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An Empirical Evaluation of the Effects of Gender Differences and Self-Efficacy in the Adoption of E-Banking in Nigeria: A Modified Technology Acceptance Model

Ayo, C. K. and Ekong, U. O. and Ifinedo, P. and Oni, Aderonke A (2012) An Empirical Evaluation of the Effects of Gender Differences and Self-Efficacy in the Adoption of E-Banking in Nigeria: A Modified Technology Acceptance Model. In: Leveraging Developing Economies with the Use of Information Technology: Trends and Tools. IGI Global.

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Abstract

The issues of gender disparity in the usage of information technology (IT), as well as self-efficacy, have received considerable interest and attention among researchers in recent times. Prior research has identified that gender differences and self-efficiency affect the attitude towards adoption and use of technology. In general, females are believed to be disadvantaged compared to their male counterparts with respect to IT usage and acceptance. The reasoning is that males are mostly more exposed to technology and tend to have more proficiency with such tools. Very little information exists in the extant literature regarding perceptions in developing parts of the world, including Africa. In this chapter, an empirical evaluation of the issues in the context of e-banking will be made in Lagos (Nigeria) and its environs. An extended Technology Acceptance Model (TAM) will be used as a conceptual framework to guide the discourse. Data analysis was done on SPSS 15.0. The study’s results showed that gender differences moderated the acceptance of e-banking of users in the research context. Namely, computer self efficacy and perceived ease of use were of concerns to females, but less so for their male counterparts. Also, perceived usefulness of e-banking is discovered to be the most influencing factor for male users. The study’s implications for research and practice are discussed in the chapter.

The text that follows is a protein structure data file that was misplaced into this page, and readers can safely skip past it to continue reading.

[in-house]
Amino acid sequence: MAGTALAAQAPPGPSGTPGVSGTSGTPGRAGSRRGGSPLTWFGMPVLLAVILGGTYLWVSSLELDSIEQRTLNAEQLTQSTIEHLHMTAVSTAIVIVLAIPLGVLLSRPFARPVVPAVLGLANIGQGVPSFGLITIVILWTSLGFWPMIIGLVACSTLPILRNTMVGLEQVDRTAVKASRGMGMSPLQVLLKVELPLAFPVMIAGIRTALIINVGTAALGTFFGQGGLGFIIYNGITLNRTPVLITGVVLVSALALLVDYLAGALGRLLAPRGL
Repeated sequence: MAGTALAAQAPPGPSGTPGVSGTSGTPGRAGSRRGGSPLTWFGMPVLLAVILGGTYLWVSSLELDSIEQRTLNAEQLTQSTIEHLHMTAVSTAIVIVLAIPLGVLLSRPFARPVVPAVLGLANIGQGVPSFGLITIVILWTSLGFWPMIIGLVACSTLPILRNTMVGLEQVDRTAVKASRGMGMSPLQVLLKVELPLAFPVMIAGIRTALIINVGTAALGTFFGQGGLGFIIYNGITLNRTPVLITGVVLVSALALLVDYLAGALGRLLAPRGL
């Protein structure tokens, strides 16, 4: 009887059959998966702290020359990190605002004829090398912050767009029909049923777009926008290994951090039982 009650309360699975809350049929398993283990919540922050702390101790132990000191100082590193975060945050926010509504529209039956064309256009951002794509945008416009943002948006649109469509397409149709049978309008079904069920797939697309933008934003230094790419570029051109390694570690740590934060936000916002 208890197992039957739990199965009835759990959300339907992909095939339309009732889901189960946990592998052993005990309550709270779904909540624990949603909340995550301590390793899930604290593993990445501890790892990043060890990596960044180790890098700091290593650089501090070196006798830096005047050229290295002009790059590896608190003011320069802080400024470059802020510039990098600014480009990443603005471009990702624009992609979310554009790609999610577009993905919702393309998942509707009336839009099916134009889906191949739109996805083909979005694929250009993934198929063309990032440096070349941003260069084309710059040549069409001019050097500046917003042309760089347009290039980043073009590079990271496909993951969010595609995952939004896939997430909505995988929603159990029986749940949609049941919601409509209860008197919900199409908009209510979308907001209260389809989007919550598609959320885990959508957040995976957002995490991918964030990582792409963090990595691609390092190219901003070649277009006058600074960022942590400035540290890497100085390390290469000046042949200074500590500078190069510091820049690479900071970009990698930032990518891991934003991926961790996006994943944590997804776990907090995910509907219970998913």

Item Type: Book Section
Subjects: Q Science > QA Mathematics > QA75 Electronic computers. Computer science
Divisions: Faculty of Engineering, Science and Mathematics > School of Electronics and Computer Science
Depositing User: Mr Adewole Adewumi
Date Deposited: 29 Nov 2012 01:24
Last Modified: 23 Aug 2013 15:25
URI: http://eprints.covenantuniversity.edu.ng/id/eprint/867

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